September 19, 2012

Martinez-Chavez Jr. Bout Did Little to Help the State of Boxing

By - Andy Garcia

Boxing in general has been a sport since 688 B.C. and modern day prize fighting has been around for centuries. It has been one of the most popular sports in the world for decades.

However, the love for it has diminished over the years, and some people have even said 'boxing is dead.'

There are many reasons for this. Allegations of fixing fights, top name boxers trying to avoid fighting each other, and boxers doing it for the money and not the love of the sport are just a few of the sources of blame.

Boxing just isn't what it used to be. There aren't near as many "big" fights anymore. You can only expect a handful every year.

What you can count on is Mexican Independence Day weekend. The weekend of September 16th is known for notable boxing matches -- and this year was no exception.

The middleweight championship bout between Sergio Martinez and Julio Cesar Chavez Jr. was not just the most anticipated Pay-Per-View, but also the most anticipated fight of 2012, period.

Photo by: Getty Images
There was a great deal of hype leading up to the bout that saw both fighters repeatedly running their mouths. From HBO's 24/7 specials to the weigh-ins the day before the match, the trash talk was plentiful.

Martinez and Chavez Jr. even taunted each other during the fight.

Everyone expected a close, explosive bout, but up until the 12th and last round, it was completely one-sided.

For 11 rounds, Maravilla (Marvel, as they call him) dominated Chavez Jr. It isn't that the 37-year-old Martinez is a superior fighter than his 26-year-old counterpart, but rather that he seemed to want it more than Chavez Jr. It was evident that Julio did not throw nearly as many punches as he should have.

In fact, Martinez landed nearly as many punches as Chavez Jr. threw throughout the entire fight. Martinez landed a career-high 322 of his 908 total punches thrown, also a career-high.

Chavez Jr. only landed 178 of 390 punches.

While Chavez Jr. was more efficient in every category, landing 46% of his total punches, 37% of his jabs, and 50% of his power punches, it was not nearly enough to earn himself the victory.

Unless a knockout is scored, boxing matches are ultimately left up to the 3 judges to decide, and it is not always who lands a better percentage in the ring. Many factors can sway a judge to score the bout for a particular fighter.

Effort is certainly one of them.

Martinez only landed 35% of his total punches, 28% of his jabs, and 45% of his power punches -- but he made it clear that he wanted to win the fight more. The jab is the bread and butter of boxing, and Chavez Jr. didn't even throw as many jabs as Martinez landed.

Certainly not a recipe for success.

The lopsided affair was all but over, when Chavez Jr. suddenly woke up in the final round and almost stole the fight via knockout. Martinez was pummeled and sent crashing down to the canvas before getting back up and finishing the fight.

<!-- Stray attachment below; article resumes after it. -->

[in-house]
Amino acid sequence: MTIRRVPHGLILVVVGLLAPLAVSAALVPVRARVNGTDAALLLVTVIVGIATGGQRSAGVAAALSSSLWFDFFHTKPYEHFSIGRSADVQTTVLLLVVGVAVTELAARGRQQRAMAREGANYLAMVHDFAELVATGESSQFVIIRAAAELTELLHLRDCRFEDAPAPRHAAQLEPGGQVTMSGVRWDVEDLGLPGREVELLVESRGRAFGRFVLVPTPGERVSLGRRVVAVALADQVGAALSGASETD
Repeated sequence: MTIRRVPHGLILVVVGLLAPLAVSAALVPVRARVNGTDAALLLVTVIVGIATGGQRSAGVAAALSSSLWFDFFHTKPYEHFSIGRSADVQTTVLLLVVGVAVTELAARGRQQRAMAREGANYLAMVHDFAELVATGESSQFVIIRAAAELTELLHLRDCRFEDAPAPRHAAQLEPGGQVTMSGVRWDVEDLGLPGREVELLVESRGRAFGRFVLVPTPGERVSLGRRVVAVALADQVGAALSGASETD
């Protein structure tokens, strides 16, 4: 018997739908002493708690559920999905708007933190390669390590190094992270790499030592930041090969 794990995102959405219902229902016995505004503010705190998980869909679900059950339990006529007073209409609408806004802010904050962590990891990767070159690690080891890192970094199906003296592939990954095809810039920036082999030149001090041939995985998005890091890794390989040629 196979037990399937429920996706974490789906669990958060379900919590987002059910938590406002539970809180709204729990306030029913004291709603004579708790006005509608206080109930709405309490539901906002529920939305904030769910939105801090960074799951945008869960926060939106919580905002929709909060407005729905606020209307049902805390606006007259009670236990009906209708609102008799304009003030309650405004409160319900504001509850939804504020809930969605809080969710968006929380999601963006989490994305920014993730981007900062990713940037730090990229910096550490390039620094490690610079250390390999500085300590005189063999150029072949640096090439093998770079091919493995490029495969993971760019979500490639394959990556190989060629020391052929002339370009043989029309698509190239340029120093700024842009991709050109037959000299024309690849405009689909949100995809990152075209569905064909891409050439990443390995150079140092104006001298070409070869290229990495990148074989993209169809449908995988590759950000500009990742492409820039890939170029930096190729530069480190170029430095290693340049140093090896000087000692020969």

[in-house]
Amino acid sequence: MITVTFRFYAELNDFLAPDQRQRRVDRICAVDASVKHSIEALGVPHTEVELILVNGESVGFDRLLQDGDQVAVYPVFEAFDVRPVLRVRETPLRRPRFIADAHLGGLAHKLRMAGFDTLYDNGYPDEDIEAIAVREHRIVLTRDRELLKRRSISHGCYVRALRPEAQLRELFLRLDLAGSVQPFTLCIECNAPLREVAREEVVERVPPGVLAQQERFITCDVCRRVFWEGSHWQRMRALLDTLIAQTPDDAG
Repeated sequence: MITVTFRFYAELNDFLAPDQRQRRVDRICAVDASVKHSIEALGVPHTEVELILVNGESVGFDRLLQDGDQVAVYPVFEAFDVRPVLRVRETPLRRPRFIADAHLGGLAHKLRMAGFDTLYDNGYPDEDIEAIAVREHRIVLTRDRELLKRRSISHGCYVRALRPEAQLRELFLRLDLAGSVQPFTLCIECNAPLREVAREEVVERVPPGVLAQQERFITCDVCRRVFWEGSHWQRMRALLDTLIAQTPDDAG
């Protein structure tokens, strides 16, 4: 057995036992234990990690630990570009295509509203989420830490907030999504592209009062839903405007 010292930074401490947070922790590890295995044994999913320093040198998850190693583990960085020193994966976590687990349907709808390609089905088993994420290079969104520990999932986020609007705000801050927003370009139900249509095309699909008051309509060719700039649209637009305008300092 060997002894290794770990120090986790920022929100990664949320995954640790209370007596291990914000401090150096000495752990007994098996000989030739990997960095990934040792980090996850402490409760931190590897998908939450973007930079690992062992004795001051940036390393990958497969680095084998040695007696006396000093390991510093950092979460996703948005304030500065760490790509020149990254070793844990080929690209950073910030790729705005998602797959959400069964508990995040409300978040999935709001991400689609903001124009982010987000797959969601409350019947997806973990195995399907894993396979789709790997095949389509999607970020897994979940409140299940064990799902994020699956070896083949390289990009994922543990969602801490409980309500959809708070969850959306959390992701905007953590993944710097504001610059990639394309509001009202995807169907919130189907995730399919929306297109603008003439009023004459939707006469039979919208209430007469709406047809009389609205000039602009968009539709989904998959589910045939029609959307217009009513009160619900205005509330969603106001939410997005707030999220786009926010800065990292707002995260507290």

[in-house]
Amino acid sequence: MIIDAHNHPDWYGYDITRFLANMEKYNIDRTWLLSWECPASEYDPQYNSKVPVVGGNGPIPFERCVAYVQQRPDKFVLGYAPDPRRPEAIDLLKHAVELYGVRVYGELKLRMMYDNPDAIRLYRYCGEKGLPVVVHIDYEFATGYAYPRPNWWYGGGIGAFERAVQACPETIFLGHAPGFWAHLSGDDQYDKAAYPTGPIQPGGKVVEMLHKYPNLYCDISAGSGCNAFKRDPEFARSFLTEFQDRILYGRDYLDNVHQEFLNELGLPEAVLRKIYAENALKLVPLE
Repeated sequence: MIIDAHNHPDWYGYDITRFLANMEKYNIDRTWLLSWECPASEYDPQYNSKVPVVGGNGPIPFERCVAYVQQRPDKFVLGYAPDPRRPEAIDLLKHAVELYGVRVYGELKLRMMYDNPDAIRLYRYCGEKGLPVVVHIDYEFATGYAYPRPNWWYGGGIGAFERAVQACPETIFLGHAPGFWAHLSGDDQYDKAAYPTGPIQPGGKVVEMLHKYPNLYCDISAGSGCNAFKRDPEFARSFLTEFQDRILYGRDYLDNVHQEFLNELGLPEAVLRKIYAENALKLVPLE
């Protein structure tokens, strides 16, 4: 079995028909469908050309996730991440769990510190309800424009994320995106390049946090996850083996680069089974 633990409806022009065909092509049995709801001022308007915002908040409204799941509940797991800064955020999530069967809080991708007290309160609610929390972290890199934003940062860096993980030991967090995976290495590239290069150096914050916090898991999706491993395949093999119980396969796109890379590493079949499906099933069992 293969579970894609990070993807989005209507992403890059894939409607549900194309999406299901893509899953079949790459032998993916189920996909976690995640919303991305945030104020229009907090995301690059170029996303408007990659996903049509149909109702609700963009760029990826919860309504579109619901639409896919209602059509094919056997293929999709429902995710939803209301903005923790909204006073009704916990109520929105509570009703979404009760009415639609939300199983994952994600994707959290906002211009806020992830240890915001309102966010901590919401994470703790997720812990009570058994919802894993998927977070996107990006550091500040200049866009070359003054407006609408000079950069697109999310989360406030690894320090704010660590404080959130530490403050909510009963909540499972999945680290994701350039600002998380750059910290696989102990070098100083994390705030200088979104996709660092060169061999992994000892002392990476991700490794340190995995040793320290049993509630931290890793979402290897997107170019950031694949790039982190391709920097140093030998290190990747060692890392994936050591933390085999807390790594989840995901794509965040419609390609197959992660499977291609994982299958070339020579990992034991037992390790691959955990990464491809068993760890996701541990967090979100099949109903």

You can never be so sure exactly what the judges see, but this time they got it right. Martinez easily won with a unanimous decision.

The last minute assault by Chavez Jr. was too little too late. Why he did not show that much aggression earlier is beyond me. His trainer Freddie Roach even told him after the 10th round that he needed to score a knockout in order to come away with the win.

All in all, It was surprising that Chavez Jr. did not put up a better showing. He had everything to lose. He was the undefeated champ and had been widely criticized for having not fought a big time name yet. This was his chance to really prove himself for the first time.

The effort was so minute that spectators even wondered if the fix was in.

It is hard to believe that this fight was rigged, but with the way boxing has been over the last few years, you can never write it off completely.

Millions of viewers who were frustrated or bored out of their minds for 11 rounds surely got their money's worth in the 12th round. It was reminiscent of Julio Cesar Chavez Sr.'s 12th round knockout of Meldrick Taylor back in 1990, where Taylor was leading throughout much of the contest, but was knocked out by the bigger, stronger Chavez Sr. with only seconds to go in the fight.

The Martinez-Chavez Jr. bout obviously didn't end the same way, and that is fitting. Like I said, boxing isn't what it used to be.

A rematch is very likely to take place, and if it does, don't be surprised if Chavez Jr. comes out swinging and gets an early knockout. The potential is definitely there.

But that's what boxing is all about nowadays -- the rematch. It seems like there is a rematch of every fight and more times than not it isn't because it was a spectacular fight, but rather because something didn't go as planned.

Whether it's because one of the boxers didn't meet expectations or the judges can't get a Pacquiao-Marquez decision right, the "big" fights just don't live up to the hype these days. It is difficult to pinpoint what exactly the problem is, but something has to change.

No, boxing isn't dead yet -- but it's definitely on life support.


  1. Good read Andy, but as one of the few boxing fans left around, Mayweather vs Cotto was much more anticipated I believe than the fight last saturday night. I really believe committed fight fans are still watching, their have been multiple 1+ million PPV's just this year, so i think its more alive than people think.

  2. MMA has hurt boxing alot, and I don't know why it is so popular. Its pretty gay if you ask me.

  3. Chavez looked like a bum the biggest part of the fight. Sorry showing on his part.